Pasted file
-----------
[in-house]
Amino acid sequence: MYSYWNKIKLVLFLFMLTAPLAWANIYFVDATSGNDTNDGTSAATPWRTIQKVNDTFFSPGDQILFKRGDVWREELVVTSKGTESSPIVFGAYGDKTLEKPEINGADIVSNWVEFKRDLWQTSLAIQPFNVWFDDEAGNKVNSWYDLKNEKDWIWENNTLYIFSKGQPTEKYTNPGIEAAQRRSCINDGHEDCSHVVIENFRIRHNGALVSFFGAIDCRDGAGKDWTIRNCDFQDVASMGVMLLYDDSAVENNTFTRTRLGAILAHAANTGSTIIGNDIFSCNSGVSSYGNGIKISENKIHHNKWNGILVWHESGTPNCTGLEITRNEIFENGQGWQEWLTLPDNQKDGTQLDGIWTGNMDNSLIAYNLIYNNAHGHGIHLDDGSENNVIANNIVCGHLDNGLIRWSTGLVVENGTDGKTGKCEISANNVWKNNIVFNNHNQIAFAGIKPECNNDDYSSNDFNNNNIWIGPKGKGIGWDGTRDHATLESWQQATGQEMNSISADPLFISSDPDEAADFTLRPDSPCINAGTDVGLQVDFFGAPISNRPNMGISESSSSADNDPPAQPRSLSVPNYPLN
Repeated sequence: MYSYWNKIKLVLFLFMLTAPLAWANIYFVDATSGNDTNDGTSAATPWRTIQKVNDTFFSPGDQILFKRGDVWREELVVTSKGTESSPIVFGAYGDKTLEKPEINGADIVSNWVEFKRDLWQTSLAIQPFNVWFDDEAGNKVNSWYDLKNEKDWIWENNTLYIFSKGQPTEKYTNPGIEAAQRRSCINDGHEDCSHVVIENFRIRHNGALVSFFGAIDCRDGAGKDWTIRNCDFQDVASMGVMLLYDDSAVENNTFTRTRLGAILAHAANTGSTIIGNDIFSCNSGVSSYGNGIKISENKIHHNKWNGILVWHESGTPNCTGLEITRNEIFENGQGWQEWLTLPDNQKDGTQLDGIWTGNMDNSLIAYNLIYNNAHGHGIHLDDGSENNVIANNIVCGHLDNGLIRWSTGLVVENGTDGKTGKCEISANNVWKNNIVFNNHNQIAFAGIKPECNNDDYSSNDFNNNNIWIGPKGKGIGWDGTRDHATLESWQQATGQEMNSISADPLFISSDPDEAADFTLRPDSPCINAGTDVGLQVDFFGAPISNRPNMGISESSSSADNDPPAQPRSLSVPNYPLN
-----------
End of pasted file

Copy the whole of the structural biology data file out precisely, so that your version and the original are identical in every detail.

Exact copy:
[in-house]
Amino acid sequence: MYSYWNKIKLVLFLFMLTAPLAWANIYFVDATSGNDTNDGTSAATPWRTIQKVNDTFFSPGDQILFKRGDVWREELVVTSKGTESSPIVFGAYGDKTLEKPEINGADIVSNWVEFKRDLWQTSLAIQPFNVWFDDEAGNKVNSWYDLKNEKDWIWENNTLYIFSKGQPTEKYTNPGIEAAQRRSCINDGHEDCSHVVIENFRIRHNGALVSFFGAIDCRDGAGKDWTIRNCDFQDVASMGVMLLYDDSAVENNTFTRTRLGAILAHAANTGSTIIGNDIFSCNSGVSSYGNGIKISENKIHHNKWNGILVWHESGTPNCTGLEITRNEIFENGQGWQEWLTLPDNQKDGTQLDGIWTGNMDNSLIAYNLIYNNAHGHGIHLDDGSENNVIANNIVCGHLDNGLIRWSTGLVVENGTDGKTGKCEISANNVWKNNIVFNNHNQIAFAGIKPECNNDDYSSNDFNNNNIWIGPKGKGIGWDGTRDHATLESWQQATGQEMNSISADPLFISSDPDEAADFTLRPDSPCINAGTDVGLQVDFFGAPISNRPNMGISESSSSADNDPPAQPRSLSVPNYPLN
Repeated sequence: MYSYWNKIKLVLFLFMLTAPLAWANIYFVDATSGNDTNDGTSAATPWRTIQKVNDTFFSPGDQILFKRGDVWREELVVTSKGTESSPIVFGAYGDKTLEKPEINGADIVSNWVEFKRDLWQTSLAIQPFNVWFDDEAGNKVNSWYDLKNEKDWIWENNTLYIFSKGQPTEKYTNPGIEAAQRRSCINDGHEDCSHVVIENFRIRHNGALVSFFGAIDCRDGAGKDWTIRNCDFQDVASMGVMLLYDDSAVENNTFTRTRLGAILAHAANTGSTIIGNDIFSCNSGVSSYGNGIKISENKIHHNKWNGILVWHESGTPNCTGLEITRNEIFENGQGWQEWLTLPDNQKDGTQLDGIWTGNMDNSLIAYNLIYNNAHGHGIHLDDGSENNVIANNIVCGHLDNGLIRWSTGLVVENGTDGKTGKCEISANNVWKNNIVFNNHNQIAFAGIKPECNNDDYSSNDFNNNNIWIGPKGKGIGWDGTRDHATLESWQQATGQEMNSISADPLFISSDPDEAADFTLRPDSPCINAGTDVGLQVDFFGAPISNRPNMGISESSSSADNDPPAQPRSLSVPNYPLN